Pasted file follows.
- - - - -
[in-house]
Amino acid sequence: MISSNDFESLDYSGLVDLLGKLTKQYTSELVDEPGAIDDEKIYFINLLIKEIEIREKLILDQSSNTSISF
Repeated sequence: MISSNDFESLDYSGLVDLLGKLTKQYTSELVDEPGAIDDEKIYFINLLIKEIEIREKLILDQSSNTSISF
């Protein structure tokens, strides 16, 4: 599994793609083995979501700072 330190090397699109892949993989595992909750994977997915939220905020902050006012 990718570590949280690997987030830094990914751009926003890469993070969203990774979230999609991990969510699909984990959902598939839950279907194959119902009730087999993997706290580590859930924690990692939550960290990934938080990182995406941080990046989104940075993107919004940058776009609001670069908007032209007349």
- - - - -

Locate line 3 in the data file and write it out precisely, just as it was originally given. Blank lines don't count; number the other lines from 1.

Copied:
Repeated sequence: MISSNDFESLDYSGLVDLLGKLTKQYTSELVDEPGAIDDEKIYFINLLIKEIEIREKLILDQSSNTSISF